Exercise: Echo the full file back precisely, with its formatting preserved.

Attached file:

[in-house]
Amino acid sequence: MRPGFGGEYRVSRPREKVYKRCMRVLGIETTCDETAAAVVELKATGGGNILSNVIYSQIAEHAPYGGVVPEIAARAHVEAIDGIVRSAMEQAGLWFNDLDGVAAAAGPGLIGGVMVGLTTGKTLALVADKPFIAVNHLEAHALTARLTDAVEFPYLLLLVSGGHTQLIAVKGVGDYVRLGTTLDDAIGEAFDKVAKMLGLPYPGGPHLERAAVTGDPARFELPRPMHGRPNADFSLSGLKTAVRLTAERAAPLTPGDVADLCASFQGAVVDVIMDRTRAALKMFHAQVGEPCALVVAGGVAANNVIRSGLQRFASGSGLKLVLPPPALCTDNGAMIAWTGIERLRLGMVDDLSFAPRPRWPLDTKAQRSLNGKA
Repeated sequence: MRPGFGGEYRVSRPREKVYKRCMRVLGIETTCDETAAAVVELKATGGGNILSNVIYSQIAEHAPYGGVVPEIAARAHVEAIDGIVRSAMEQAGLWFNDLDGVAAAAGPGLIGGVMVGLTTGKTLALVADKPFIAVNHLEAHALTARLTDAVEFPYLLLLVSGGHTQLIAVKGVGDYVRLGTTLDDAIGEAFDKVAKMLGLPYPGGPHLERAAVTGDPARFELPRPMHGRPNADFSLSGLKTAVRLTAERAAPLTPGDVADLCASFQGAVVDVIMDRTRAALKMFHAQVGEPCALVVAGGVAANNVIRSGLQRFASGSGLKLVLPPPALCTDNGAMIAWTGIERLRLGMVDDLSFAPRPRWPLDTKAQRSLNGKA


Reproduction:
[in-house]
Amino acid sequence: MRPGFGGEYRVSRPREKVYKRCMRVLGIETTCDETAAAVVELKATGGGNILSNVIYSQIAEHAPYGGVVPEIAARAHVEAIDGIVRSAMEQAGLWFNDLDGVAAAAGPGLIGGVMVGLTTGKTLALVADKPFIAVNHLEAHALTARLTDAVEFPYLLLLVSGGHTQLIAVKGVGDYVRLGTTLDDAIGEAFDKVAKMLGLPYPGGPHLERAAVTGDPARFELPRPMHGRPNADFSLSGLKTAVRLTAERAAPLTPGDVADLCASFQGAVVDVIMDRTRAALKMFHAQVGEPCALVVAGGVAANNVIRSGLQRFASGSGLKLVLPPPALCTDNGAMIAWTGIERLRLGMVDDLSFAPRPRWPLDTKAQRSLNGKA
Repeated sequence: MRPGFGGEYRVSRPREKVYKRCMRVLGIETTCDETAAAVVELKATGGGNILSNVIYSQIAEHAPYGGVVPEIAARAHVEAIDGIVRSAMEQAGLWFNDLDGVAAAAGPGLIGGVMVGLTTGKTLALVADKPFIAVNHLEAHALTARLTDAVEFPYLLLLVSGGHTQLIAVKGVGDYVRLGTTLDDAIGEAFDKVAKMLGLPYPGGPHLERAAVTGDPARFELPRPMHGRPNADFSLSGLKTAVRLTAERAAPLTPGDVADLCASFQGAVVDVIMDRTRAALKMFHAQVGEPCALVVAGGVAANNVIRSGLQRFASGSGLKLVLPPPALCTDNGAMIAWTGIERLRLGMVDDLSFAPRPRWPLDTKAQRSLNGKA